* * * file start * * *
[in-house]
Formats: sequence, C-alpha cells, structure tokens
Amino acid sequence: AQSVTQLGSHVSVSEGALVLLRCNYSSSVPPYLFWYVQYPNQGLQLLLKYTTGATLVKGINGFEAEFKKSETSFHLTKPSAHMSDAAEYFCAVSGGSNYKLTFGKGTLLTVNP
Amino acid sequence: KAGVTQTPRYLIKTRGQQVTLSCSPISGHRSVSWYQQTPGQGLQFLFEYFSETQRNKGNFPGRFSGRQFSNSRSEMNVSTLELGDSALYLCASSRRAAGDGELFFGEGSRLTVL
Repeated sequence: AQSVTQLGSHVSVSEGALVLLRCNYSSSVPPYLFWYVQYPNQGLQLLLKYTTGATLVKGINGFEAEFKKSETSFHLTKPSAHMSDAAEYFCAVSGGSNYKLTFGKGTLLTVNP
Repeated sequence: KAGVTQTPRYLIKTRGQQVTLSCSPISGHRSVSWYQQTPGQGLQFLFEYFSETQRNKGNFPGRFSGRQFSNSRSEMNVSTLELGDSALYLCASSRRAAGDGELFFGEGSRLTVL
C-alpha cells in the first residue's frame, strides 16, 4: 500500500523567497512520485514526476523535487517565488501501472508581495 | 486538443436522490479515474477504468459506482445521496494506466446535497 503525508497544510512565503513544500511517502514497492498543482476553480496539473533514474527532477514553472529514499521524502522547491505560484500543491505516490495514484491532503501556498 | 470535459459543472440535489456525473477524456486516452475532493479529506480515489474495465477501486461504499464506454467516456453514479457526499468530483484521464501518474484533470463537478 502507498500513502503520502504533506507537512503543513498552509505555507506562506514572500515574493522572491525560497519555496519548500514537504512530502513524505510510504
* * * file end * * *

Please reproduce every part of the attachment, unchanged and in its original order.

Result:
[in-house]
Formats: sequence, C-alpha cells, structure tokens
Amino acid sequence: AQSVTQLGSHVSVSEGALVLLRCNYSSSVPPYLFWYVQYPNQGLQLLLKYTTGATLVKGINGFEAEFKKSETSFHLTKPSAHMSDAAEYFCAVSGGSNYKLTFGKGTLLTVNP
Amino acid sequence: KAGVTQTPRYLIKTRGQQVTLSCSPISGHRSVSWYQQTPGQGLQFLFEYFSETQRNKGNFPGRFSGRQFSNSRSEMNVSTLELGDSALYLCASSRRAAGDGELFFGEGSRLTVL
Repeated sequence: AQSVTQLGSHVSVSEGALVLLRCNYSSSVPPYLFWYVQYPNQGLQLLLKYTTGATLVKGINGFEAEFKKSETSFHLTKPSAHMSDAAEYFCAVSGGSNYKLTFGKGTLLTVNP
Repeated sequence: KAGVTQTPRYLIKTRGQQVTLSCSPISGHRSVSWYQQTPGQGLQFLFEYFSETQRNKGNFPGRFSGRQFSNSRSEMNVSTLELGDSALYLCASSRRAAGDGELFFGEGSRLTVL
C-alpha cells in the first residue's frame, strides 16, 4: 500500500523567497512520485514526476523535487517565488501501472508581495 | 486538443436522490479515474477504468459506482445521496494506466446535497 503525508497544510512565503513544500511517502514497492498543482476553480496539473533514474527532477514553472529514499521524502522547491505560484500543491505516490495514484491532503501556498 | 470535459459543472440535489456525473477524456486516452475532493479529506480515489474495465477501486461504499464506454467516456453514479457526499468530483484521464501518474484533470463537478 502507498500513502503520502504533506507537512503543513498552509505555507506562506514572500515574493522572491525560497519555496519548500514537504512530502513524505510510504